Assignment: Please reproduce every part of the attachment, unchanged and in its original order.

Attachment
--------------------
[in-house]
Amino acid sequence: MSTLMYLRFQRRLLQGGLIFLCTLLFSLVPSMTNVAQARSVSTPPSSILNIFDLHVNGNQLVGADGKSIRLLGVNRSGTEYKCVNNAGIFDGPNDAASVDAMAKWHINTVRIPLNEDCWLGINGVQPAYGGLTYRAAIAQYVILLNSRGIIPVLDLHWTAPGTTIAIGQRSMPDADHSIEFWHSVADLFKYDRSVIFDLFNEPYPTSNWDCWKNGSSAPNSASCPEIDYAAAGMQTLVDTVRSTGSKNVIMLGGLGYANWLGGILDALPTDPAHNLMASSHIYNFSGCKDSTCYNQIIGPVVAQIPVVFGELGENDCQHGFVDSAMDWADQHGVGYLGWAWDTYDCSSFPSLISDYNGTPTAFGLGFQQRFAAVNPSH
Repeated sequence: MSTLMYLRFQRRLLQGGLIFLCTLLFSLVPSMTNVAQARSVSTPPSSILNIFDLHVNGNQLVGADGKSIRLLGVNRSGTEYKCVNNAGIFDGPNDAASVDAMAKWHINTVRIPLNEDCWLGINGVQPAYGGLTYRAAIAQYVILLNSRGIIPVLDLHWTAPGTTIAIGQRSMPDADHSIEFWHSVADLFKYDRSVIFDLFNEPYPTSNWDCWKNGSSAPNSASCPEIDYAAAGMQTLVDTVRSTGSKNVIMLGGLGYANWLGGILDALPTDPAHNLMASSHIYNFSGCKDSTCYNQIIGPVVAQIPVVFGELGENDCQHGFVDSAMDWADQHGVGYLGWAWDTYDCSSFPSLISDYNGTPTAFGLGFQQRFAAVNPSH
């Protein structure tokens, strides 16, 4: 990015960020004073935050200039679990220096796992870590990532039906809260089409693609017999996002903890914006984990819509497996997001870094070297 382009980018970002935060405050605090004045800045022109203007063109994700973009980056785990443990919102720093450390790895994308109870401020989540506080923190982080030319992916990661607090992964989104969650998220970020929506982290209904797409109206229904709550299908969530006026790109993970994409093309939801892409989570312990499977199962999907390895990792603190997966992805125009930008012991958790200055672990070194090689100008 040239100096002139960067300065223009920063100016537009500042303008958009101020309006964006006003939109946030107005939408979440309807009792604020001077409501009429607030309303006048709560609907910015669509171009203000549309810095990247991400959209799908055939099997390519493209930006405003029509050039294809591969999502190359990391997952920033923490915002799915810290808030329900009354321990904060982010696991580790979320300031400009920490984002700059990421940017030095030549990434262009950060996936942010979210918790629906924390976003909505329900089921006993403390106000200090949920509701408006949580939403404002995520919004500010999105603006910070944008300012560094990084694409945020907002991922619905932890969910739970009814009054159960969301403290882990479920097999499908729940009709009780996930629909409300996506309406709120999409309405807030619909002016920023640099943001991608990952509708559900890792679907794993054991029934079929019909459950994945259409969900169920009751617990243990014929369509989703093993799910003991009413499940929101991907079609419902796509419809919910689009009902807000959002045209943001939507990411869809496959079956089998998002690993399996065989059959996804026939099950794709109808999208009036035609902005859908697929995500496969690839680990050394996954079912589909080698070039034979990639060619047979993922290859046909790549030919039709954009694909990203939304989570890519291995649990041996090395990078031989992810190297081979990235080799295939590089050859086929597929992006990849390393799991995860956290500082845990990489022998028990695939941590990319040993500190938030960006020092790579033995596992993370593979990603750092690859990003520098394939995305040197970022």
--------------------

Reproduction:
[in-house]
Amino acid sequence: MSTLMYLRFQRRLLQGGLIFLCTLLFSLVPSMTNVAQARSVSTPPSSILNIFDLHVNGNQLVGADGKSIRLLGVNRSGTEYKCVNNAGIFDGPNDAASVDAMAKWHINTVRIPLNEDCWLGINGVQPAYGGLTYRAAIAQYVILLNSRGIIPVLDLHWTAPGTTIAIGQRSMPDADHSIEFWHSVADLFKYDRSVIFDLFNEPYPTSNWDCWKNGSSAPNSASCPEIDYAAAGMQTLVDTVRSTGSKNVIMLGGLGYANWLGGILDALPTDPAHNLMASSHIYNFSGCKDSTCYNQIIGPVVAQIPVVFGELGENDCQHGFVDSAMDWADQHGVGYLGWAWDTYDCSSFPSLISDYNGTPTAFGLGFQQRFAAVNPSH
Repeated sequence: MSTLMYLRFQRRLLQGGLIFLCTLLFSLVPSMTNVAQARSVSTPPSSILNIFDLHVNGNQLVGADGKSIRLLGVNRSGTEYKCVNNAGIFDGPNDAASVDAMAKWHINTVRIPLNEDCWLGINGVQPAYGGLTYRAAIAQYVILLNSRGIIPVLDLHWTAPGTTIAIGQRSMPDADHSIEFWHSVADLFKYDRSVIFDLFNEPYPTSNWDCWKNGSSAPNSASCPEIDYAAAGMQTLVDTVRSTGSKNVIMLGGLGYANWLGGILDALPTDPAHNLMASSHIYNFSGCKDSTCYNQIIGPVVAQIPVVFGELGENDCQHGFVDSAMDWADQHGVGYLGWAWDTYDCSSFPSLISDYNGTPTAFGLGFQQRFAAVNPSH
């Protein structure tokens, strides 16, 4: 990015960020004073935050200039679990220096796992870590990532039906809260089409693609017999996002903890914006984990819509497996997001870094070297 382009980018970002935060405050605090004045800045022109203007063109994700973009980056785990443990919102720093450390790895994308109870401020989540506080923190982080030319992916990661607090992964989104969650998220970020929506982290209904797409109206229904709550299908969530006026790109993970994409093309939801892409989570312990499977199962999907390895990792603190997966992805125009930008012991958790200055672990070194090689100008 040239100096002139960067300065223009920063100016537009500042303008958009101020309006964006006003939109946030107005939408979440309807009792604020001077409501009429607030309303006048709560609907910015669509171009203000549309810095990247991400959209799908055939099997390519493209930006405003029509050039294809591969999502190359990391997952920033923490915002799915810290808030329900009354321990904060982010696991580790979320300031400009920490984002700059990421940017030095030549990434262009950060996936942010979210918790629906924390976003909505329900089921006993403390106000200090949920509701408006949580939403404002995520919004500010999105603006910070944008300012560094990084694409945020907002991922619905932890969910739970009814009054159960969301403290882990479920097999499908729940009709009780996930629909409300996506309406709120999409309405807030619909002016920023640099943001991608990952509708559900890792679907794993054991029934079929019909459950994945259409969900169920009751617990243990014929369509989703093993799910003991009413499940929101991907079609419902796509419809919910689009009902807000959002045209943001939507990411869809496959079956089998998002690993399996065989059959996804026939099950794709109808999208009036035609902005859908697929995500496969690839680990050394996954079912589909080698070039034979990639060619047979993922290859046909790549030919039709954009694909990203939304989570890519291995649990041996090395990078031989992810190297081979990235080799295939590089050859086929597929992006990849390393799991995860956290500082845990990489022998028990695939941590990319040993500190938030960006020092790579033995596992993370593979990603750092690859990003520098394939995305040197970022």